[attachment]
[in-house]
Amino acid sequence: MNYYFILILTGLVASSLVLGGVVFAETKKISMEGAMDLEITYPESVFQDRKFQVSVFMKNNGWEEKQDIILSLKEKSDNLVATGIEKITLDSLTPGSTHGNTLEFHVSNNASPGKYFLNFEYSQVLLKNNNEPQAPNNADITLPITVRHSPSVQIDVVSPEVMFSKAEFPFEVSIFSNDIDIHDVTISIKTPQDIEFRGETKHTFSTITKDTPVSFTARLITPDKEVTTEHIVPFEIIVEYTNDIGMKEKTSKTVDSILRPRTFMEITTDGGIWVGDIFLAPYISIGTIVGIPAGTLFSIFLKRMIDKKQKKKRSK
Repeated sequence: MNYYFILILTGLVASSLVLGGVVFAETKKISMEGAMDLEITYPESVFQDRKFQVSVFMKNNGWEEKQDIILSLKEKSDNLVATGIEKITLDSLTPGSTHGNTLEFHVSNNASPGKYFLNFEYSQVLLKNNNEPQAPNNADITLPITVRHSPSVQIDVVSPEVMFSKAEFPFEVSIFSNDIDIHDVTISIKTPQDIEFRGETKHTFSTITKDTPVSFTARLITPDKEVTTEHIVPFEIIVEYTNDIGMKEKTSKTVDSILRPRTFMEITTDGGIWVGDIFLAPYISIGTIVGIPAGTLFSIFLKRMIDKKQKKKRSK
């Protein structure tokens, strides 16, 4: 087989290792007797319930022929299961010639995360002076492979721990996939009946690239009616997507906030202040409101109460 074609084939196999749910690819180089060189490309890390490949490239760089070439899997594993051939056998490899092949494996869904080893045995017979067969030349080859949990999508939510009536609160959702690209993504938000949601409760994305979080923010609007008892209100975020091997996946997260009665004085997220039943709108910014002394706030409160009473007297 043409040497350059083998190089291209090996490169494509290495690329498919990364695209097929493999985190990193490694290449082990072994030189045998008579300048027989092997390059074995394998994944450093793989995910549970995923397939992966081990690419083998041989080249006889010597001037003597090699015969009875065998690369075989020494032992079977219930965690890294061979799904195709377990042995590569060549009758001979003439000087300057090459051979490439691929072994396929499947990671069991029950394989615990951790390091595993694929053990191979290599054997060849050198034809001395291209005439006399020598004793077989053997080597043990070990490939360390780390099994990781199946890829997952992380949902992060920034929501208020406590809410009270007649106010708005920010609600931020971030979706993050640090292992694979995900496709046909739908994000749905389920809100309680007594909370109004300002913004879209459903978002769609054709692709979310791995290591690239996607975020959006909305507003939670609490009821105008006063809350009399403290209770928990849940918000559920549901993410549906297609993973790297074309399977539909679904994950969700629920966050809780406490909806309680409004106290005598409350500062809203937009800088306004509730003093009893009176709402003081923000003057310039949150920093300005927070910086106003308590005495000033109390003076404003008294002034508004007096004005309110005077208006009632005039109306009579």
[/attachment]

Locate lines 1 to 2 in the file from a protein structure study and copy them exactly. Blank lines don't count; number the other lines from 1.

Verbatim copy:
[in-house]
Amino acid sequence: MNYYFILILTGLVASSLVLGGVVFAETKKISMEGAMDLEITYPESVFQDRKFQVSVFMKNNGWEEKQDIILSLKEKSDNLVATGIEKITLDSLTPGSTHGNTLEFHVSNNASPGKYFLNFEYSQVLLKNNNEPQAPNNADITLPITVRHSPSVQIDVVSPEVMFSKAEFPFEVSIFSNDIDIHDVTISIKTPQDIEFRGETKHTFSTITKDTPVSFTARLITPDKEVTTEHIVPFEIIVEYTNDIGMKEKTSKTVDSILRPRTFMEITTDGGIWVGDIFLAPYISIGTIVGIPAGTLFSIFLKRMIDKKQKKKRSK